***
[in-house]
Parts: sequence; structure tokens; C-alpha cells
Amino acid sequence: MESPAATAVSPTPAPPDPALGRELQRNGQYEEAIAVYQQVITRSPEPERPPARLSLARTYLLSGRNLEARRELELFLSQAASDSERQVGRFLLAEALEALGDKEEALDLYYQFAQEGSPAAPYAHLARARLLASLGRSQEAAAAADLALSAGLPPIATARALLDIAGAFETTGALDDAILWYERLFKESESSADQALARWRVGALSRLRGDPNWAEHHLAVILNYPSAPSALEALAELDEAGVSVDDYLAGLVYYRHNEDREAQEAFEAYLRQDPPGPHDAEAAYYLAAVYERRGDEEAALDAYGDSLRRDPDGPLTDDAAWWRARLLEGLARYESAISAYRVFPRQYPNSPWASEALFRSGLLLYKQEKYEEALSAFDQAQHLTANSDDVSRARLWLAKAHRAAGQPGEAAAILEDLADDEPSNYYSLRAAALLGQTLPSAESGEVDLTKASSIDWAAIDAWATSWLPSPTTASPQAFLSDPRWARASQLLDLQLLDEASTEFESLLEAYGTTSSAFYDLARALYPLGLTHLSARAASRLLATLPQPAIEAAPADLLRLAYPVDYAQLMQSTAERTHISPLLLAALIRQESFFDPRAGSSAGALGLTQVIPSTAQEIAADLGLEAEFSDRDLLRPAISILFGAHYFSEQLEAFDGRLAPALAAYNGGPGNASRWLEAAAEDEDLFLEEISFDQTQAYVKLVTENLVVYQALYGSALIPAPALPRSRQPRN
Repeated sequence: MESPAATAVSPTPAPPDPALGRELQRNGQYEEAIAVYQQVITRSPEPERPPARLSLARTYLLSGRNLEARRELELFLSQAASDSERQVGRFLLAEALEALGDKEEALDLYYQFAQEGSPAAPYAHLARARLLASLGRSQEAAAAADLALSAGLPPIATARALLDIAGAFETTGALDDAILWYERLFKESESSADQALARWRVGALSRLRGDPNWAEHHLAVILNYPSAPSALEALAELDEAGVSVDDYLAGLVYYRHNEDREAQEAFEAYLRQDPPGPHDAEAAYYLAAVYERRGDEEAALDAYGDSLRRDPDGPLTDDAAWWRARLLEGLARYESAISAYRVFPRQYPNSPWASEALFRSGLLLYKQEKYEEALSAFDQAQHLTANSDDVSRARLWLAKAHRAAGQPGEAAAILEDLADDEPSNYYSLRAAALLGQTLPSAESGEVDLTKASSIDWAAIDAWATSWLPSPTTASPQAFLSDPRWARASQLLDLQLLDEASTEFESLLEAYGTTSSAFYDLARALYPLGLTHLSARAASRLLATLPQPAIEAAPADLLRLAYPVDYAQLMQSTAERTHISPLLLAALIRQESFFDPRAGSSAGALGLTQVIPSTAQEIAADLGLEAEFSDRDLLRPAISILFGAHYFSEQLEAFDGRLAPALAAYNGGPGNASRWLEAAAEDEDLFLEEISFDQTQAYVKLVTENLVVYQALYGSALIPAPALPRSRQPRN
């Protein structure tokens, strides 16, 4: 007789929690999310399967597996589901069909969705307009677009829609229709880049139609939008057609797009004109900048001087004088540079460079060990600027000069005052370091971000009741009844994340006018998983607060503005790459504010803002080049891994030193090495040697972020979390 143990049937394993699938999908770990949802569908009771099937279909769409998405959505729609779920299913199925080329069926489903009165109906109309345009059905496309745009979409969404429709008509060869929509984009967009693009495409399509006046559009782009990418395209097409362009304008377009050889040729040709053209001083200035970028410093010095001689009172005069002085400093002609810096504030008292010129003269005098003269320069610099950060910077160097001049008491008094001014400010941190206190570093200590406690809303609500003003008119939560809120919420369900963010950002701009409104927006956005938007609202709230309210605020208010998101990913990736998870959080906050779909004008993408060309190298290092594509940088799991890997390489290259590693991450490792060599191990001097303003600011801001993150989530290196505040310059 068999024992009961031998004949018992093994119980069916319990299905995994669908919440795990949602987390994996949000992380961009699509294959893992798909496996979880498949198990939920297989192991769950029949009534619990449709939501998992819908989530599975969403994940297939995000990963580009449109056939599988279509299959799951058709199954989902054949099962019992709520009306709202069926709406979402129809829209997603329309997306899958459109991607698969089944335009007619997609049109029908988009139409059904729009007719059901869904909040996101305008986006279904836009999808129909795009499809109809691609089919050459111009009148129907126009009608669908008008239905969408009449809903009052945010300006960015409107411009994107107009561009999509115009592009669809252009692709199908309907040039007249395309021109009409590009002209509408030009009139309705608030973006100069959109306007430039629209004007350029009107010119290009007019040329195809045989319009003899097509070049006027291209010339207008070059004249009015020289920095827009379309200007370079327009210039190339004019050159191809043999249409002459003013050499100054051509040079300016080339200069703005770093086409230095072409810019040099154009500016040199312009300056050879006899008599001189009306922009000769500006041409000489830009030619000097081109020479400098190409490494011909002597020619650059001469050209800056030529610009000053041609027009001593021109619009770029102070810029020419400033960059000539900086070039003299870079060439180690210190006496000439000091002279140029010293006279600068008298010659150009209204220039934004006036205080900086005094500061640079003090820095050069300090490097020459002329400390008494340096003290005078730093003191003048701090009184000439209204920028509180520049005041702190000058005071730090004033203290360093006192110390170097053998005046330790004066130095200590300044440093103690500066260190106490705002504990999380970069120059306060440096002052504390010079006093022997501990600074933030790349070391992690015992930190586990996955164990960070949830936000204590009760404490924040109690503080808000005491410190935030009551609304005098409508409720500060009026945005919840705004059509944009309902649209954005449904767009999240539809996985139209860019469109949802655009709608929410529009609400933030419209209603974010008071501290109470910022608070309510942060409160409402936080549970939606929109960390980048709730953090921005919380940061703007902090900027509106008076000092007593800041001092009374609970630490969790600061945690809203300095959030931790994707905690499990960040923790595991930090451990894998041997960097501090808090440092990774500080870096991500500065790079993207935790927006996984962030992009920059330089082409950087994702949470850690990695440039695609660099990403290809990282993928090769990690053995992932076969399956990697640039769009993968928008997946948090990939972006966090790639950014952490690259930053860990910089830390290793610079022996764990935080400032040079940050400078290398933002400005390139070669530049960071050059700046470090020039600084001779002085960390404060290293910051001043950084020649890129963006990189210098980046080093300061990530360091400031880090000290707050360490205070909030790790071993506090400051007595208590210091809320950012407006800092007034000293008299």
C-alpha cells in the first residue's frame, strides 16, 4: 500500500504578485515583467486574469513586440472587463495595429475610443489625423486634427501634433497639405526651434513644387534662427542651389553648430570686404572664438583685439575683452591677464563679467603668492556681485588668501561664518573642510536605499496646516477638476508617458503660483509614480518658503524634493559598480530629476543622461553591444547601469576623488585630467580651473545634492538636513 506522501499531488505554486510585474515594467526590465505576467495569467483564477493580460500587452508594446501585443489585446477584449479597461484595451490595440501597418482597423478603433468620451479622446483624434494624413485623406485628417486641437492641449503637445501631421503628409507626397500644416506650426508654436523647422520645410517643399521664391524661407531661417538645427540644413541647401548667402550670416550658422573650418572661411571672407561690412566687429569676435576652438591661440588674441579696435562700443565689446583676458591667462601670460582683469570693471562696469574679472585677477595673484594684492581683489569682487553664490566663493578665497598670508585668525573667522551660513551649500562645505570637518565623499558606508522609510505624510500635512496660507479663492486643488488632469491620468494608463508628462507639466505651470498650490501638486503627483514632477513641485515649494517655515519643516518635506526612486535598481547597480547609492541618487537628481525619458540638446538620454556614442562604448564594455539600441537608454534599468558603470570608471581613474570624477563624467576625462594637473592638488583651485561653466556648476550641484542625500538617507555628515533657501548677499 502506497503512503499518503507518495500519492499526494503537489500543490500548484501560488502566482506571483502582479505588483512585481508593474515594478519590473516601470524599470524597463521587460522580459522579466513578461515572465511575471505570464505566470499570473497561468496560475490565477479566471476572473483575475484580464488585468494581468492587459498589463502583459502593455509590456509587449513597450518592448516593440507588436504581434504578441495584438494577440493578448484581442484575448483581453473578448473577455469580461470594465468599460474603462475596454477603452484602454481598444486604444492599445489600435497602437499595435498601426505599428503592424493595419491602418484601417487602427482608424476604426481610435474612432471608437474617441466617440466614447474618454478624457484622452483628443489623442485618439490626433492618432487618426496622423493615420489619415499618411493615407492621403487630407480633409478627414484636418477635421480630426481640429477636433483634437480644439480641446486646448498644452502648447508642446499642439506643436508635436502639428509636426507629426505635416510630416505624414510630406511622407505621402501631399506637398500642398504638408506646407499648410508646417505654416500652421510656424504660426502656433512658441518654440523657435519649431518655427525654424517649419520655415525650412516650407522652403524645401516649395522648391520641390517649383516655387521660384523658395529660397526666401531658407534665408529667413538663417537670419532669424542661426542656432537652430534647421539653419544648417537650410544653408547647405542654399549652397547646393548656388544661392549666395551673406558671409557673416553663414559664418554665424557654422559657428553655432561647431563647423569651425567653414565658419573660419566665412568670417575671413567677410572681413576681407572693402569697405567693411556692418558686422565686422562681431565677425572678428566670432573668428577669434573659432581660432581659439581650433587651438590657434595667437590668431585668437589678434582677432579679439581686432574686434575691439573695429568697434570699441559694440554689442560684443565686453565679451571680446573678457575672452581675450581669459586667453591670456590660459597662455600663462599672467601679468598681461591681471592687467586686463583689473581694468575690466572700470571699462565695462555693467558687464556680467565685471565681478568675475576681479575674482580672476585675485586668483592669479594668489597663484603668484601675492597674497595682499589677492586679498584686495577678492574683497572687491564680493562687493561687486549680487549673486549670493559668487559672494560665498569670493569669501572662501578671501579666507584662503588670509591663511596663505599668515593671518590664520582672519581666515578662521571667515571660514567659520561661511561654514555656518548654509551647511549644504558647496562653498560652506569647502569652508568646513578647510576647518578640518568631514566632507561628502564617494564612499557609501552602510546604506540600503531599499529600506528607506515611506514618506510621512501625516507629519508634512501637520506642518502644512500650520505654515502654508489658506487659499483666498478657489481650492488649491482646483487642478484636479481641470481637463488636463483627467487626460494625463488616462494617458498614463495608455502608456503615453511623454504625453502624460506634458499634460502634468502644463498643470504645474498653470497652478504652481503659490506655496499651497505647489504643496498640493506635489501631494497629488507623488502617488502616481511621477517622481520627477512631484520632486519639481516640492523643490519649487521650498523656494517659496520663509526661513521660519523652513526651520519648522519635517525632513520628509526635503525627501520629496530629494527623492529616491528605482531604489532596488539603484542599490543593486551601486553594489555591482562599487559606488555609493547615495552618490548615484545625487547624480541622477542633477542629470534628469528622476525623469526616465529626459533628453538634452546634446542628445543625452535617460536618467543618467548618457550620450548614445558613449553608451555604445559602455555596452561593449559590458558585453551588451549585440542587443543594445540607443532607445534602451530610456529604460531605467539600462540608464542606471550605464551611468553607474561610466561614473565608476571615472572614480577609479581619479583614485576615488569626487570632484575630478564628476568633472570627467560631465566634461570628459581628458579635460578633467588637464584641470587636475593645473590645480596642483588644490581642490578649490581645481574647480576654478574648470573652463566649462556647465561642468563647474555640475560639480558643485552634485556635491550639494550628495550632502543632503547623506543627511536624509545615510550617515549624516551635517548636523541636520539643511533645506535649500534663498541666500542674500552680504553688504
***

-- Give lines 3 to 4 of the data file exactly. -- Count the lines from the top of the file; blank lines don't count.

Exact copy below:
Amino acid sequence: MESPAATAVSPTPAPPDPALGRELQRNGQYEEAIAVYQQVITRSPEPERPPARLSLARTYLLSGRNLEARRELELFLSQAASDSERQVGRFLLAEALEALGDKEEALDLYYQFAQEGSPAAPYAHLARARLLASLGRSQEAAAAADLALSAGLPPIATARALLDIAGAFETTGALDDAILWYERLFKESESSADQALARWRVGALSRLRGDPNWAEHHLAVILNYPSAPSALEALAELDEAGVSVDDYLAGLVYYRHNEDREAQEAFEAYLRQDPPGPHDAEAAYYLAAVYERRGDEEAALDAYGDSLRRDPDGPLTDDAAWWRARLLEGLARYESAISAYRVFPRQYPNSPWASEALFRSGLLLYKQEKYEEALSAFDQAQHLTANSDDVSRARLWLAKAHRAAGQPGEAAAILEDLADDEPSNYYSLRAAALLGQTLPSAESGEVDLTKASSIDWAAIDAWATSWLPSPTTASPQAFLSDPRWARASQLLDLQLLDEASTEFESLLEAYGTTSSAFYDLARALYPLGLTHLSARAASRLLATLPQPAIEAAPADLLRLAYPVDYAQLMQSTAERTHISPLLLAALIRQESFFDPRAGSSAGALGLTQVIPSTAQEIAADLGLEAEFSDRDLLRPAISILFGAHYFSEQLEAFDGRLAPALAAYNGGPGNASRWLEAAAEDEDLFLEEISFDQTQAYVKLVTENLVVYQALYGSALIPAPALPRSRQPRN
Repeated sequence: MESPAATAVSPTPAPPDPALGRELQRNGQYEEAIAVYQQVITRSPEPERPPARLSLARTYLLSGRNLEARRELELFLSQAASDSERQVGRFLLAEALEALGDKEEALDLYYQFAQEGSPAAPYAHLARARLLASLGRSQEAAAAADLALSAGLPPIATARALLDIAGAFETTGALDDAILWYERLFKESESSADQALARWRVGALSRLRGDPNWAEHHLAVILNYPSAPSALEALAELDEAGVSVDDYLAGLVYYRHNEDREAQEAFEAYLRQDPPGPHDAEAAYYLAAVYERRGDEEAALDAYGDSLRRDPDGPLTDDAAWWRARLLEGLARYESAISAYRVFPRQYPNSPWASEALFRSGLLLYKQEKYEEALSAFDQAQHLTANSDDVSRARLWLAKAHRAAGQPGEAAAILEDLADDEPSNYYSLRAAALLGQTLPSAESGEVDLTKASSIDWAAIDAWATSWLPSPTTASPQAFLSDPRWARASQLLDLQLLDEASTEFESLLEAYGTTSSAFYDLARALYPLGLTHLSARAASRLLATLPQPAIEAAPADLLRLAYPVDYAQLMQSTAERTHISPLLLAALIRQESFFDPRAGSSAGALGLTQVIPSTAQEIAADLGLEAEFSDRDLLRPAISILFGAHYFSEQLEAFDGRLAPALAAYNGGPGNASRWLEAAAEDEDLFLEEISFDQTQAYVKLVTENLVVYQALYGSALIPAPALPRSRQPRN